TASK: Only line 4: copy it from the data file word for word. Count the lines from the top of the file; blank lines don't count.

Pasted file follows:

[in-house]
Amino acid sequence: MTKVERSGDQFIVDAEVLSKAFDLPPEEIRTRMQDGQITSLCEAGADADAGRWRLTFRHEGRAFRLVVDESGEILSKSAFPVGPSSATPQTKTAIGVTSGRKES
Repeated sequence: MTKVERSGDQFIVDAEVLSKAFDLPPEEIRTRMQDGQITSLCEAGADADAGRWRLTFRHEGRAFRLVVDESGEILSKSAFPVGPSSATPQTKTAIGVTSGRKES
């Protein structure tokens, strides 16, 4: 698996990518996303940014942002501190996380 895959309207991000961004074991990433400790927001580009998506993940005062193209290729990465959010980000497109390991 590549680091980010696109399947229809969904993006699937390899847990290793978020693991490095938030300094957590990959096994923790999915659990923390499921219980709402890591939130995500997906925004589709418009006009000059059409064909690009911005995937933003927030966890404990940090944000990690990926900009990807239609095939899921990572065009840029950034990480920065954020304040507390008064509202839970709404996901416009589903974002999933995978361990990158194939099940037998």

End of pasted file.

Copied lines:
């Protein structure tokens, strides 16, 4: 698996990518996303940014942002501190996380 895959309207991000961004074991990433400790927001580009998506993940005062193209290729990465959010980000497109390991 590549680091980010696109399947229809969904993006699937390899847990290793978020693991490095938030300094957590990959096994923790999915659990923390499921219980709402890591939130995500997906925004589709418009006009000059059409064909690009911005995937933003927030966890404990940090944000990690990926900009990807239609095939899921990572065009840029950034990480920065954020304040507390008064509202839970709404996901416009589903974002999933995978361990990158194939099940037998």